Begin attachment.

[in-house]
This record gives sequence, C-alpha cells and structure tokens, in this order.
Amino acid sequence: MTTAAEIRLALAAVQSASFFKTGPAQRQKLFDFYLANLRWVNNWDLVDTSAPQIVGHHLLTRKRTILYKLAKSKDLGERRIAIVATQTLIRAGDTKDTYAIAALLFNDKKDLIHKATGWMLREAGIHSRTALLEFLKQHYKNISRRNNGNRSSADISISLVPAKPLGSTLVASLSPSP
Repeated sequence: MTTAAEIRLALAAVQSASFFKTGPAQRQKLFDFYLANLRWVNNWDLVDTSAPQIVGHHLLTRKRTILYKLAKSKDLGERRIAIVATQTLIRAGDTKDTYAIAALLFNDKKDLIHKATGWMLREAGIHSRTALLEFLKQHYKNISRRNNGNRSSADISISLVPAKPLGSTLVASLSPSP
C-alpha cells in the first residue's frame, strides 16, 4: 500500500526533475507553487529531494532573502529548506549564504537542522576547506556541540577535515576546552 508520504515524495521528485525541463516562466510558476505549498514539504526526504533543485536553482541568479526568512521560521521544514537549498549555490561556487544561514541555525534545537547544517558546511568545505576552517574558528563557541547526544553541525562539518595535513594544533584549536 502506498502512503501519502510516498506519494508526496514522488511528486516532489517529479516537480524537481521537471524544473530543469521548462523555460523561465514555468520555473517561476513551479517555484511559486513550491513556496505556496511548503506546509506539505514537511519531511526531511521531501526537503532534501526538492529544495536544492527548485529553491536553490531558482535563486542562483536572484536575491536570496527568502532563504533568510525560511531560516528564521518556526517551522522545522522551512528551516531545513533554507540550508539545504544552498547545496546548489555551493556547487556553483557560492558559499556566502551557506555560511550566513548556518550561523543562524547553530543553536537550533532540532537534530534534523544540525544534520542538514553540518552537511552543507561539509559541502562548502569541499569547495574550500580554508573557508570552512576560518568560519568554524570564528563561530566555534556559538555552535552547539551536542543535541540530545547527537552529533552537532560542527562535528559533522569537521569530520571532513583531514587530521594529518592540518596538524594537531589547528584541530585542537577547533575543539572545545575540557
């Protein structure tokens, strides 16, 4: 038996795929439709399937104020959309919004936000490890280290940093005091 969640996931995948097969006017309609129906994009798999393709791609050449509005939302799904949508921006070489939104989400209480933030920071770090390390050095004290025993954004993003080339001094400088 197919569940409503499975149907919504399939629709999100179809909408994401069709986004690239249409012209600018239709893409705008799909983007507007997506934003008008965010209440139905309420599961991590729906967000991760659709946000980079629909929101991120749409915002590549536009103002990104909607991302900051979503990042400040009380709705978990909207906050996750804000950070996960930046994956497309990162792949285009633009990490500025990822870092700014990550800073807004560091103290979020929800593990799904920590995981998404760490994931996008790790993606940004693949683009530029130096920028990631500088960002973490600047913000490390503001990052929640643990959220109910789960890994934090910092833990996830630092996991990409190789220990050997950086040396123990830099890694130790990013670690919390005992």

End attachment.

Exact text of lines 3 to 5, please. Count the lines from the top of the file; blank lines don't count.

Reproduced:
Amino acid sequence: MTTAAEIRLALAAVQSASFFKTGPAQRQKLFDFYLANLRWVNNWDLVDTSAPQIVGHHLLTRKRTILYKLAKSKDLGERRIAIVATQTLIRAGDTKDTYAIAALLFNDKKDLIHKATGWMLREAGIHSRTALLEFLKQHYKNISRRNNGNRSSADISISLVPAKPLGSTLVASLSPSP
Repeated sequence: MTTAAEIRLALAAVQSASFFKTGPAQRQKLFDFYLANLRWVNNWDLVDTSAPQIVGHHLLTRKRTILYKLAKSKDLGERRIAIVATQTLIRAGDTKDTYAIAALLFNDKKDLIHKATGWMLREAGIHSRTALLEFLKQHYKNISRRNNGNRSSADISISLVPAKPLGSTLVASLSPSP
C-alpha cells in the first residue's frame, strides 16, 4: 500500500526533475507553487529531494532573502529548506549564504537542522576547506556541540577535515576546552 508520504515524495521528485525541463516562466510558476505549498514539504526526504533543485536553482541568479526568512521560521521544514537549498549555490561556487544561514541555525534545537547544517558546511568545505576552517574558528563557541547526544553541525562539518595535513594544533584549536 502506498502512503501519502510516498506519494508526496514522488511528486516532489517529479516537480524537481521537471524544473530543469521548462523555460523561465514555468520555473517561476513551479517555484511559486513550491513556496505556496511548503506546509506539505514537511519531511526531511521531501526537503532534501526538492529544495536544492527548485529553491536553490531558482535563486542562483536572484536575491536570496527568502532563504533568510525560511531560516528564521518556526517551522522545522522551512528551516531545513533554507540550508539545504544552498547545496546548489555551493556547487556553483557560492558559499556566502551557506555560511550566513548556518550561523543562524547553530543553536537550533532540532537534530534534523544540525544534520542538514553540518552537511552543507561539509559541502562548502569541499569547495574550500580554508573557508570552512576560518568560519568554524570564528563561530566555534556559538555552535552547539551536542543535541540530545547527537552529533552537532560542527562535528559533522569537521569530520571532513583531514587530521594529518592540518596538524594537531589547528584541530585542537577547533575543539572545545575540557